After scoring five goals in three games — two of the game-winning variety — speedy Rangers forward Michael Grabner was named the NHL’s first star of the week on Monday.
But his impressive effort goes well beyond the last seven days.
One of the best signings of last summer — inked on the opening day of free agency to a two-year, $3.8 million deal — Grabner has provided immense value for a Rangers team that didn’t have a ton of cap flexibility. His 19 goals on the year have him tied for sixth in the league and he’s on pace for 36, which would break his previous career high.
It’s a neat development, to say the least. Sure, Grabner has a history of sniping — he scored 34 for the Isles back in ’10-11 — but, recently, he was known for his inability to find the back of the net more than anything else.
(To wit: Grabner has his 18 goals through 41 games this year. Over the last two years, he played 114… and scored 17.)
This year, the 29-year-old is playing with a boatload of confidence. And it shows.
“I think the last couple of years, even a few weeks ago when I was missing some chances, it gets into your head a bit,” Grabner said following Saturday’s 5-4 comeback win over the Blue Jackets, per the Daily News. “Last two games I’ve just been a little freer in my head and not thinking too much about it out there.”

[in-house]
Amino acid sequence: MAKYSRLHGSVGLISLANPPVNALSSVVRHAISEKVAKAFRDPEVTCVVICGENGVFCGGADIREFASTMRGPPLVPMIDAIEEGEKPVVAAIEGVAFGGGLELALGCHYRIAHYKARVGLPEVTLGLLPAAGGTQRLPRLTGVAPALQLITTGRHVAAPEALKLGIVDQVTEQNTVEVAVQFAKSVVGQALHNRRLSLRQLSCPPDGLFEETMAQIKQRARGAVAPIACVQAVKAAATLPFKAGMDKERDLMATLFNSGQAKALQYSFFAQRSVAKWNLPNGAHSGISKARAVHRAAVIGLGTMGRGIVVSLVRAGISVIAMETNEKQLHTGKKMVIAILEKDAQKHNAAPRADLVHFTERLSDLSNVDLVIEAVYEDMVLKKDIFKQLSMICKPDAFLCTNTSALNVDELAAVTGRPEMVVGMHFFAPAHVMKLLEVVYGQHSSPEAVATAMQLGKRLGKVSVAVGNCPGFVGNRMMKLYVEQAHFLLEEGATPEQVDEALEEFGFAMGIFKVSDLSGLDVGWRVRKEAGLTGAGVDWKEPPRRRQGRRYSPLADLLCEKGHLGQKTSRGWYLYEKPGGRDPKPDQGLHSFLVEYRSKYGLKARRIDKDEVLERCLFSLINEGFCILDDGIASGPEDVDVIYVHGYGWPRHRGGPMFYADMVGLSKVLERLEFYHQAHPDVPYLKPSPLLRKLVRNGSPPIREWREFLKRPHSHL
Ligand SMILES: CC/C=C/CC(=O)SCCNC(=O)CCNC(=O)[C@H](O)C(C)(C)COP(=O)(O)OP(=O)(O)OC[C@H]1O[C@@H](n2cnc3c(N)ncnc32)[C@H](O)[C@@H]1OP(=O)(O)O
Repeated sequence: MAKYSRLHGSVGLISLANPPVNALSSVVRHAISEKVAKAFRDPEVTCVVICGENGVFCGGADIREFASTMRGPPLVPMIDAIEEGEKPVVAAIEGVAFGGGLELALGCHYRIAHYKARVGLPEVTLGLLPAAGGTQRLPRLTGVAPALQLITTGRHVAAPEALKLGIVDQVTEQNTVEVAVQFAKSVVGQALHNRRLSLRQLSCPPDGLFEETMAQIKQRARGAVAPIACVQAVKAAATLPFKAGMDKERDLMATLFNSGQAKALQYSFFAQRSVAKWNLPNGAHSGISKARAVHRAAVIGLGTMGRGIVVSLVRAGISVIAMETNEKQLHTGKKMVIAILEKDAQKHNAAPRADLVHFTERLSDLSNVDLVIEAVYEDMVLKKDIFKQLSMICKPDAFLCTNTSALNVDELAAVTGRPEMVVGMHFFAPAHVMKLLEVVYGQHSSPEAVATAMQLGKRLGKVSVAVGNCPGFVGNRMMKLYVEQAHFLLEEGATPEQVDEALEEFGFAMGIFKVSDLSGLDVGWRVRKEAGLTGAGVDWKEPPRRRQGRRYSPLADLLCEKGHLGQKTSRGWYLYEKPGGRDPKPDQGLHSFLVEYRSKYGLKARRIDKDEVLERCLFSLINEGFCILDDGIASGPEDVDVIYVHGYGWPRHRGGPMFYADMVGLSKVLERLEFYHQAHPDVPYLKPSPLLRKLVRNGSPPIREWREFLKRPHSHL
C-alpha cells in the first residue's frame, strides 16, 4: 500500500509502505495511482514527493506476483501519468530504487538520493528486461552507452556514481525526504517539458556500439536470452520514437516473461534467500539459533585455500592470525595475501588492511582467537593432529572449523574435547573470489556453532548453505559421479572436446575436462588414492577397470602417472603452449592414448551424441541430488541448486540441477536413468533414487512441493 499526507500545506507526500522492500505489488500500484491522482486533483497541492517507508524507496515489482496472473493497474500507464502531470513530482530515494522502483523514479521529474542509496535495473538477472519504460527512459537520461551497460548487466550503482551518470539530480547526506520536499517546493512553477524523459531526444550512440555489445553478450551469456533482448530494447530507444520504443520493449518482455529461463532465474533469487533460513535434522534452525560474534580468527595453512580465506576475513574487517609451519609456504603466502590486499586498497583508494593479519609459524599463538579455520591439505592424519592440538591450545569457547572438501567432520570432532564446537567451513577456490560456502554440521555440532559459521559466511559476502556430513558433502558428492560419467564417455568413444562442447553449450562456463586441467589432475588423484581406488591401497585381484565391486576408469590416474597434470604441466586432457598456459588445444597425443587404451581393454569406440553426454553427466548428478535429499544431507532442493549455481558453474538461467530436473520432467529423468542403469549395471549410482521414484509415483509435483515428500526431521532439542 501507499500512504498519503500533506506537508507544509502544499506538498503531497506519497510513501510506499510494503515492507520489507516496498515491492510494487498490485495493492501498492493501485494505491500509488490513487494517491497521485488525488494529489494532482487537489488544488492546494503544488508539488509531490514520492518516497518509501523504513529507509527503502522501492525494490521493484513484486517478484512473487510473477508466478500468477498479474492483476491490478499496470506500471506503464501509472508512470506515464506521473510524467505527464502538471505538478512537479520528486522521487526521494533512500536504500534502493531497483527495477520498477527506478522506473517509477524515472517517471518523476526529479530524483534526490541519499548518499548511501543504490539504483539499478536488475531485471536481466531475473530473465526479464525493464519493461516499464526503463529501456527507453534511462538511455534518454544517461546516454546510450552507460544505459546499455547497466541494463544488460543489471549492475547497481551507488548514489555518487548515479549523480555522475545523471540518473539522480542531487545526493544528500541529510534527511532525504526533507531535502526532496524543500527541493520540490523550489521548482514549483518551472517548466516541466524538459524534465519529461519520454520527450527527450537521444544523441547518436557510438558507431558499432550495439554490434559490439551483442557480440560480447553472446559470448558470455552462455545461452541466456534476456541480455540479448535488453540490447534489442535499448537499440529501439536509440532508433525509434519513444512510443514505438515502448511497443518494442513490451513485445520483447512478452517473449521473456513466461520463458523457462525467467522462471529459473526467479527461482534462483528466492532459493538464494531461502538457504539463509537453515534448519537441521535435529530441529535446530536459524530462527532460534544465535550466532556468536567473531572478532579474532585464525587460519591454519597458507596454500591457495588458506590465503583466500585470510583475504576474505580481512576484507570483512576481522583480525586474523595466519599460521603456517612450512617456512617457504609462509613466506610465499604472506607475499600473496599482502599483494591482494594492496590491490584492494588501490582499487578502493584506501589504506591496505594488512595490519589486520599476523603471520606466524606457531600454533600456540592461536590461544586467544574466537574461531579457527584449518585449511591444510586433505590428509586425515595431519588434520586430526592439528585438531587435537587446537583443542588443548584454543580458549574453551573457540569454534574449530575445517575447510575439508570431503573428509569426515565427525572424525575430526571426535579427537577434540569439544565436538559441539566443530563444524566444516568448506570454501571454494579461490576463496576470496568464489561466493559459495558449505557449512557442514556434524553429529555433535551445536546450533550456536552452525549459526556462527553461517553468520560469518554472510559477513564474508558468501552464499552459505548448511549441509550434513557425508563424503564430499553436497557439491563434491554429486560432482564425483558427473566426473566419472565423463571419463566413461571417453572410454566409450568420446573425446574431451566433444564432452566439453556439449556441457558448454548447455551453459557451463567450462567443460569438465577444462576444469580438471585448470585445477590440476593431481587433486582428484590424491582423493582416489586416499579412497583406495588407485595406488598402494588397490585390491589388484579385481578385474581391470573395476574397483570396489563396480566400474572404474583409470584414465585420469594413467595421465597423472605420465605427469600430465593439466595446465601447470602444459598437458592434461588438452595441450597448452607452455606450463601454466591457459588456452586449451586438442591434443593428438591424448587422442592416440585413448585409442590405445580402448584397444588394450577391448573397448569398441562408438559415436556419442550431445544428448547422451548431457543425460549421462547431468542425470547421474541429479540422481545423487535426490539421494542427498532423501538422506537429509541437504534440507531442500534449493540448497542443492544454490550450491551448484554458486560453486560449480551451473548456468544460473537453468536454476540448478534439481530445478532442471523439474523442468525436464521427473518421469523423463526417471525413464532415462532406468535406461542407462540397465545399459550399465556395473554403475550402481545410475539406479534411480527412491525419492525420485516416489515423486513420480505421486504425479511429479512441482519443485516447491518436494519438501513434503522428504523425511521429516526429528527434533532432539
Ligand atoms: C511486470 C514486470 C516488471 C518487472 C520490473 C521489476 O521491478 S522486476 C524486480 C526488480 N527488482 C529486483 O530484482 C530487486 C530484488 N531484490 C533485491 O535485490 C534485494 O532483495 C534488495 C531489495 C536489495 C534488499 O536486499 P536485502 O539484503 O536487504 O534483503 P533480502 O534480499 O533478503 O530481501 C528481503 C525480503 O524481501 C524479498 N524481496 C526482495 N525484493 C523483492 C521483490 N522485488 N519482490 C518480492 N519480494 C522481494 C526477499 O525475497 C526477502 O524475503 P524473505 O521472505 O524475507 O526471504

Rangers GM Jeff Gorton deserves credit for taking a calculated gamble. There were reasons to think New York would be a good fit — the club needed more speed, which Grabner has in droves, and there was some history with bench boss Alain Vigneault, who coached the Austrian in Vancouver a few years back.
But nobody predicted the Blueshirts would get this kind of production.
It’s a big reason why New York’s heading into its “bye week” in such a favorable position. The Rangers are right near the top of the wildly competitive Metropolitan Division, just three points back of first-place Columbus, and are on pace for an 111-point campaign. That would be a 10-point improvement on last season, no small feat for a club many felt was trending in the wrong direction at the end of last year.